Randy Gallegos began producing work for Legend of the Five Rings in Imperial Edition and continued up until its first hiatus. He produced a recorded 60 pieces for cards and several more for promotional purposes. His work for the game began early before many of the designs choices you’re familiar with were finalized, such as the clan colors or mons. He shares with me in this interview his experiences working for the game then, some of his early sketches and early direction notes. We also discuss the most memorable character he illustrated and the impact he had.
Was working for AEG your first larger project?
No, I had already done my first Magic set by that time, but it was among my first 3-4 projects probably.
Had you always wanted to do fantasy themed illustration or did you start out focusing on something different?
Yes, there was nothing else I wanted to do growing up and through college. Though even back at that time I would indulge in other genres like landscape on the side, for a career I definitely wanted to be painting in the fantasy/sci-fi realm. It’s more the case that as time has gone on I have expanded my focus these days, but fantasy art is definitely my first love, and I would love to remain involved with it going forward. The industry has changed so much though, and I no longer assume the future will be like the present, as I did when I started.
After having done work for Magic, what brought you to work for AEG and L5R? Did you work on any of their other games?
I hadn’t done much work at the time, I think my only released art was for Vampire: the Eternal Struggle (then called Jyhad), for WotC, which was my first commercial job. I had painted Ice Age, my first Magic set, but it hadn’t released yet when Art Director Matthew Wilson contacted me. I certainly didn’t know who AEG were, so I can only assume he contacted me on the basis of being in Vampire.
I do recall getting the initial phone call from him, however, in which he described the project and deadline and terms. I was still living with my folks (being 20). I recall him being great at explaining the world and my being excited by it, and frankly just excited to pick up a new client. When I left art school and got my first job, the whole CCG realm was brand new. It wasn’t anything I foresaw for my career, but I was entering a few years during which I would do a ton of CCG art for all the many competitors to Magic, the majority of which didn’t last very long.
So you were coming into the professional art world just as the CCG market was starting to boom? I was only around 7 at the time myself but I recall basically anything that was geek related had a card game. Due to the rise and fall of so many games did you worry that outlet of work was going to stop being there one day?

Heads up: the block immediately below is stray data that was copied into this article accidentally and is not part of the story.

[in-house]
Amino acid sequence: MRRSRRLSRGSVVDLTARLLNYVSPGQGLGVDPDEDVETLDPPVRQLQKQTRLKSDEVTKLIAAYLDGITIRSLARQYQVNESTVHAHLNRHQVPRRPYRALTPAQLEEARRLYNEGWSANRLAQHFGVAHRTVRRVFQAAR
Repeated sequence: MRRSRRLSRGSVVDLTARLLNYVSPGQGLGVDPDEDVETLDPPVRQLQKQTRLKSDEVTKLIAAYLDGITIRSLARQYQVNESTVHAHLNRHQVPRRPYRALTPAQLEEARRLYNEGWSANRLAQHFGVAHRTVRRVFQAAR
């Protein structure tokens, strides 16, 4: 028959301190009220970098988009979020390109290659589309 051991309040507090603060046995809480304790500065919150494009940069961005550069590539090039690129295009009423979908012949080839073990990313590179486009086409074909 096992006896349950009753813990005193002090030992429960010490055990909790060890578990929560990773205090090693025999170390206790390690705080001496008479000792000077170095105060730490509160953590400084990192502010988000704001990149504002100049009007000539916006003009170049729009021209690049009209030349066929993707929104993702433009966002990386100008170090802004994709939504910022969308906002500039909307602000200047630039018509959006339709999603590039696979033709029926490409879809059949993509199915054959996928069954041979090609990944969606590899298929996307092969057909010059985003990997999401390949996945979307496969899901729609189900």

Yes, it was good timing to enter the industry; the number of available projects increased many multiples over the size of the market for fantasy illustration even a year prior, with sets having hundreds of illustrations needed each, across many games.
I knew the market was going to be a bubble, but I assumed this new form of game would probably continue on longer-term the way Role-Playing Games did before them. I just didn’t imagine that Magic would last as long as it has. More surprising perhaps is that L5R also lasted. It has to be the second longest-running CCG out there if I’m not mistaken. I played quite a number of those CCG games in those early days. Magic and L5R were my favorites, honestly. I don’t think I have my deck anymore, but I’m pretty sure I played Crab. I’m sure that had nothing to do with the fact that I illustrated the Crab stronghold in the initial release.
I seem to recall but am not sure that I might have received my initial assignment in that same phone call with Matt Wilson, in which he asked how many illustrations I could take. I did 11 in the initial set, which is even more than I recall. I probably did them all in about a month, which is much faster than I would ever work these days; of course as a result many of them were rushed. It was the way of the world in those days (see early Magic art). It was nevertheless a busy schedule, and I seem to recall that it wasn’t only project I had going at that time! This would have been in the late March through early May period of 1995.